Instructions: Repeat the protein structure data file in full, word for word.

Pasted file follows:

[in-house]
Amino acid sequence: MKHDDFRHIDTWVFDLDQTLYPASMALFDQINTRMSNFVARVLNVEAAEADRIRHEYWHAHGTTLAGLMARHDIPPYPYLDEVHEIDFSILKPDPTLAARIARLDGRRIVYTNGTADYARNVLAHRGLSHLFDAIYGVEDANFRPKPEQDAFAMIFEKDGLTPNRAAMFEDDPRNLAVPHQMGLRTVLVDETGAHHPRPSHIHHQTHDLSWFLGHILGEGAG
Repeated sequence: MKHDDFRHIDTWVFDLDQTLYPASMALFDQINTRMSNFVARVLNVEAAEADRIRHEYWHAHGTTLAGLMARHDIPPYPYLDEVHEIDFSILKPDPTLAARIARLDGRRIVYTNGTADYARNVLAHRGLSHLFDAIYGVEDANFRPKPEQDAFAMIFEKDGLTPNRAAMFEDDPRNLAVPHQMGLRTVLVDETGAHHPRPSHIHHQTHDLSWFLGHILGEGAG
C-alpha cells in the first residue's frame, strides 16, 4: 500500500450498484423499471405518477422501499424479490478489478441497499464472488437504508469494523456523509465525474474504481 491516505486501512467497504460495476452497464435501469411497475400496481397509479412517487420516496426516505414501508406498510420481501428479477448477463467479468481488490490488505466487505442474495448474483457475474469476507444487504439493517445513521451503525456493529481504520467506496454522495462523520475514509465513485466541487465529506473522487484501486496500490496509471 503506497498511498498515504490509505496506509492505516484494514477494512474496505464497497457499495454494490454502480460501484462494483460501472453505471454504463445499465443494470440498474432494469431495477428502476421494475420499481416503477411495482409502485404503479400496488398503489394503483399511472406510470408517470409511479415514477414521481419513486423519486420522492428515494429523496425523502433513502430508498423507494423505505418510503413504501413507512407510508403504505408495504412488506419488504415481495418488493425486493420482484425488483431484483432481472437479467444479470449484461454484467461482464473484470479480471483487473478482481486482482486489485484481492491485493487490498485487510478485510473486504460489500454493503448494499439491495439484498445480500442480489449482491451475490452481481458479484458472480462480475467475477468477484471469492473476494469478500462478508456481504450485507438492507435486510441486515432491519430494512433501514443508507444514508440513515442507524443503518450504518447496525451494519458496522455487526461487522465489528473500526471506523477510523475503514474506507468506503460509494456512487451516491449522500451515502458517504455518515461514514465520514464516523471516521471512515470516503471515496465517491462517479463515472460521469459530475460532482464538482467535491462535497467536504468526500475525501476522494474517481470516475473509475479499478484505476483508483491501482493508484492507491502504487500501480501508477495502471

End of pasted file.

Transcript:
[in-house]
Amino acid sequence: MKHDDFRHIDTWVFDLDQTLYPASMALFDQINTRMSNFVARVLNVEAAEADRIRHEYWHAHGTTLAGLMARHDIPPYPYLDEVHEIDFSILKPDPTLAARIARLDGRRIVYTNGTADYARNVLAHRGLSHLFDAIYGVEDANFRPKPEQDAFAMIFEKDGLTPNRAAMFEDDPRNLAVPHQMGLRTVLVDETGAHHPRPSHIHHQTHDLSWFLGHILGEGAG
Repeated sequence: MKHDDFRHIDTWVFDLDQTLYPASMALFDQINTRMSNFVARVLNVEAAEADRIRHEYWHAHGTTLAGLMARHDIPPYPYLDEVHEIDFSILKPDPTLAARIARLDGRRIVYTNGTADYARNVLAHRGLSHLFDAIYGVEDANFRPKPEQDAFAMIFEKDGLTPNRAAMFEDDPRNLAVPHQMGLRTVLVDETGAHHPRPSHIHHQTHDLSWFLGHILGEGAG
C-alpha cells in the first residue's frame, strides 16, 4: 500500500450498484423499471405518477422501499424479490478489478441497499464472488437504508469494523456523509465525474474504481 491516505486501512467497504460495476452497464435501469411497475400496481397509479412517487420516496426516505414501508406498510420481501428479477448477463467479468481488490490488505466487505442474495448474483457475474469476507444487504439493517445513521451503525456493529481504520467506496454522495462523520475514509465513485466541487465529506473522487484501486496500490496509471 503506497498511498498515504490509505496506509492505516484494514477494512474496505464497497457499495454494490454502480460501484462494483460501472453505471454504463445499465443494470440498474432494469431495477428502476421494475420499481416503477411495482409502485404503479400496488398503489394503483399511472406510470408517470409511479415514477414521481419513486423519486420522492428515494429523496425523502433513502430508498423507494423505505418510503413504501413507512407510508403504505408495504412488506419488504415481495418488493425486493420482484425488483431484483432481472437479467444479470449484461454484467461482464473484470479480471483487473478482481486482482486489485484481492491485493487490498485487510478485510473486504460489500454493503448494499439491495439484498445480500442480489449482491451475490452481481458479484458472480462480475467475477468477484471469492473476494469478500462478508456481504450485507438492507435486510441486515432491519430494512433501514443508507444514508440513515442507524443503518450504518447496525451494519458496522455487526461487522465489528473500526471506523477510523475503514474506507468506503460509494456512487451516491449522500451515502458517504455518515461514514465520514464516523471516521471512515470516503471515496465517491462517479463515472460521469459530475460532482464538482467535491462535497467536504468526500475525501476522494474517481470516475473509475479499478484505476483508483491501482493508484492507491502504487500501480501508477495502471